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29 Jun, 2015 16:29

NYPD union slams police reform bills, calls city council unqualified

NYPD union slams police reform bills, calls city council unqualified

As New York City Council prepares to review police reform legislation, the city police union head says lawmakers seeking to increase police accountability "have neither the expertise nor the experience to establish" crime-fighting policy.

The reform measures going before the City Council on Monday include bills that would demand cops receive verbal or written consent prior to searching an individual without a warrant or probable cause. Another would imprison officers who use chokeholds, such as the one used in the death of Eric Garner last summer in Staten Island. The chokehold bill has enough support in the Council to pass, but it is opposed by Mayor Bill de Blasio since the maneuver is already discouraged by internal New York Police Department policy.

Yet a 2014 report by a city agency found there had been over 1,000 complaints of New York City police misconduct in recent years regarding officers’ use of chokeholds. NYPD’s patrol guidelines prohibit the restraining move, defined as “any pressure to the throat or windpipe, which may prevent or hinder breathing or reduce intake of air.”

READ MORE: Appeal filed requesting details from Eric Garner grand jury proceedings

As of late last week, the search-consent bill had 24 sponsors, two short of a majority in the 51-member Council, though non-sponsors can vote for legislation.

A police-identification bill ‒ which would require cops to offer their full name, rank, precinct and Civilian Complaint Review Board (CCRB) number during a search or traffic stop ‒ has enough sponsors to pass, according to Capital New York.

De Blasio, elected in 2013 after campaigning on police reform, has not endorsed either measure, known collectively as the Right to Know Act.

"Why has the current NYPD internal ban...which has been in place for many years, failed to deter officers from using chokeholds?" -Lancman

— Erin Durkin (@erinmdurkin) June 29, 2015

The head official of the Patrolmen's Benevolent Association (PBA) tore into the legislators' attempt at reform, going so far as to say that city lawmakers have no business wading into oversight of the NYPD, controversially described by former Mayor Michael Bloomberg in 2011 as the "seventh biggest army in the world."

“These pieces of legislation have been proposed by individuals who have neither the expertise nor the experience to establish policy in the dangerous business of fighting crime,” PBA President Patrick Lynch said in a statement over the weekend, according to the New York Post.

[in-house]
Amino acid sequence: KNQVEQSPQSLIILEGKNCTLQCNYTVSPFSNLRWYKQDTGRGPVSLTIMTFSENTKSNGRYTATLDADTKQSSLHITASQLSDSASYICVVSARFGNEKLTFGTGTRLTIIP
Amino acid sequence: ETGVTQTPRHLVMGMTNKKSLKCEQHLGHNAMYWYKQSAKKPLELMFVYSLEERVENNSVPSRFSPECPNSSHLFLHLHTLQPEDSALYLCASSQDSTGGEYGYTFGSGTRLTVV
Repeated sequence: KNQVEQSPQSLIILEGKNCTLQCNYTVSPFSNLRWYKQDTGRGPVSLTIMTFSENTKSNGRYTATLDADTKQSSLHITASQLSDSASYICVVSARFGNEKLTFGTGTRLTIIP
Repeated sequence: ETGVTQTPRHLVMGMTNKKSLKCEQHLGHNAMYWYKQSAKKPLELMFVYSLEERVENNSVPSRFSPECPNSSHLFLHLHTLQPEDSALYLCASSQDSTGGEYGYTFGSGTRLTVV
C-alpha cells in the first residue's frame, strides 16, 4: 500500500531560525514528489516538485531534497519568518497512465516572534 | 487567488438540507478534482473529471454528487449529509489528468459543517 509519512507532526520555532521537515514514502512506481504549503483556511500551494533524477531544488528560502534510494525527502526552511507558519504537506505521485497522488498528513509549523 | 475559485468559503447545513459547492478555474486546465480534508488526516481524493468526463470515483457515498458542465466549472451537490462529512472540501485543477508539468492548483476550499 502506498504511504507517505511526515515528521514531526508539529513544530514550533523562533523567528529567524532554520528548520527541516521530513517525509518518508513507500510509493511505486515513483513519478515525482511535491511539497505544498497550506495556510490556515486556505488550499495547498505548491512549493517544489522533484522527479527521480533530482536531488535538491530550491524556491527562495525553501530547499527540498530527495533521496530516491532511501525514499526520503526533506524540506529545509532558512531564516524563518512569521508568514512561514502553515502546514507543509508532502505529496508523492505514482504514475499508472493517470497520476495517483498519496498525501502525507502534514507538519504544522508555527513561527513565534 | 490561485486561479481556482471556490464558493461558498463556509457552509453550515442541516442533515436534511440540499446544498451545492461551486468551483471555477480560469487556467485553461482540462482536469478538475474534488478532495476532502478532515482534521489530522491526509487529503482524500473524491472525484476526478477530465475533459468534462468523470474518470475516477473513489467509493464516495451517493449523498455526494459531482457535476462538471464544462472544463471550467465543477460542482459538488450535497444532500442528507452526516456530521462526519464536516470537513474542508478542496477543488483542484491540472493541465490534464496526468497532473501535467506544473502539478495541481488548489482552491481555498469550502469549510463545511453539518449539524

“Policing policies must be left to the police management who understand the intricacies and difficulties of complex legal issues and the appropriate use of crime-fighting tactics.”

NYPD Legal testifies that they don't know whether they monitor the # of non-consensual searches. #ImSorryWhat? #RighttoKnowAct

— CPR Change the NYPD (@changethenypd) June 29, 2015

The other bills on the council's agenda on Monday would allow the following: sanction NYPD officers' use of "injurious" physical force "as is proportionally necessary," but only to protect themselves or others from threat of injury or death; require the NYPD to complete annual reports on how often officers use force, in the precinct location of the 200 officers most cited in the past by the CCRB and in the city's top 35 crime areas; establish a task force to study the police body camera program, and require the NYPD to offer quarterly reports on the use of force by officers and how often use of force occurs with 'quality of life' offenses.

Ironic that NYPD says they want to "heal" community-police relations while testifying AGAINST #RightToKnowAct (backed by many comm groups!)

— VOCAL-NY (@VOCALNewYork) June 29, 2015

None of the six bills have enough support among the council, according to Capital New York.

READ MORE: NYPD complaints sink, but false statements spike – review board

The New York Civil Liberties Union called the measures part of an "unfinished" effort to reform the NYPD following strides made in recent years to curb the department's 'stop and frisk' program ‒ an aggressive, race-based policing tactic deemed a violation of the Fourth and Fourteenth Amendments by a federal judge in 2013.

“Too often, New Yorkers are subjected to police encounters in which they are provided no information about the person stopping them or the basis for the interaction," the NYCLU said in written testimony that will be submitted to the Council on Monday.

The group said the consent bill should pass, as “New Yorkers have often misunderstood the extent of their privacy rights during a consensual search, and police officers exploit that misunderstanding.”

Bratton basically says he agrees w/policy objectives of #RightToKnowAct but that Council shld trust NYPD to develop/implement policy. #UhmNo

— Joo-Hyun Kang (@JooHyun_Kang) June 29, 2015

The council's review of the reform bills comes a week after de Blasio and Council Speaker Melissa Mark-Viverito announced the NYPD would hire 1,300 new uniformed officers by June 2016.

Councilman Rory Lancman, sponsor of three of the reform bills, said the police accountability measures have "everything to do with the fact that we are fast approaching the one-year anniversary of Eric Garner’s death and the public rightly wants to know what we have done to make things better."